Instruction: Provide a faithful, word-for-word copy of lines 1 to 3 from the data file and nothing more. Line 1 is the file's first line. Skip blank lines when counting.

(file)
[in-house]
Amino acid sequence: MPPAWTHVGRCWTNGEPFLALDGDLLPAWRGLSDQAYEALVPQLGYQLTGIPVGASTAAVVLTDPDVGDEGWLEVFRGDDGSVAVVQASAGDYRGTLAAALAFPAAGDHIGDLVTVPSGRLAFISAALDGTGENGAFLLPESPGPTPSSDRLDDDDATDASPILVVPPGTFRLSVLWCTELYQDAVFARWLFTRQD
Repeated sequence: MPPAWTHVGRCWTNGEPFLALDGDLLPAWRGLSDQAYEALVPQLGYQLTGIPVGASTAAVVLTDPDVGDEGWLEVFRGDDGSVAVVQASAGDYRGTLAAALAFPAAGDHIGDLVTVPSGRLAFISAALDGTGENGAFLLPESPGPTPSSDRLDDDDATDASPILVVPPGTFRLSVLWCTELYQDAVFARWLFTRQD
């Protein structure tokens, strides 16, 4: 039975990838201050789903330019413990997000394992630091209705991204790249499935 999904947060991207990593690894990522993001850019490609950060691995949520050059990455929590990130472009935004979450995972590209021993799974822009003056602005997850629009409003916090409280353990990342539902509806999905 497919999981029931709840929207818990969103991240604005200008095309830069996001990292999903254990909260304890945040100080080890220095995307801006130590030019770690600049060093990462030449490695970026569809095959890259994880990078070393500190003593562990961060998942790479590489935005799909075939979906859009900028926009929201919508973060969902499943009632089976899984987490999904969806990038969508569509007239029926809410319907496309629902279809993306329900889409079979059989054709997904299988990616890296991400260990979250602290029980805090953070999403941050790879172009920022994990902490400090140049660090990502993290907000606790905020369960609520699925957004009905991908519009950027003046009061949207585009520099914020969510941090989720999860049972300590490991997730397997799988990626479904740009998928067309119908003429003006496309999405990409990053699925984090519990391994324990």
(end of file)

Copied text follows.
[in-house]
Amino acid sequence: MPPAWTHVGRCWTNGEPFLALDGDLLPAWRGLSDQAYEALVPQLGYQLTGIPVGASTAAVVLTDPDVGDEGWLEVFRGDDGSVAVVQASAGDYRGTLAAALAFPAAGDHIGDLVTVPSGRLAFISAALDGTGENGAFLLPESPGPTPSSDRLDDDDATDASPILVVPPGTFRLSVLWCTELYQDAVFARWLFTRQD
Repeated sequence: MPPAWTHVGRCWTNGEPFLALDGDLLPAWRGLSDQAYEALVPQLGYQLTGIPVGASTAAVVLTDPDVGDEGWLEVFRGDDGSVAVVQASAGDYRGTLAAALAFPAAGDHIGDLVTVPSGRLAFISAALDGTGENGAFLLPESPGPTPSSDRLDDDDATDASPILVVPPGTFRLSVLWCTELYQDAVFARWLFTRQD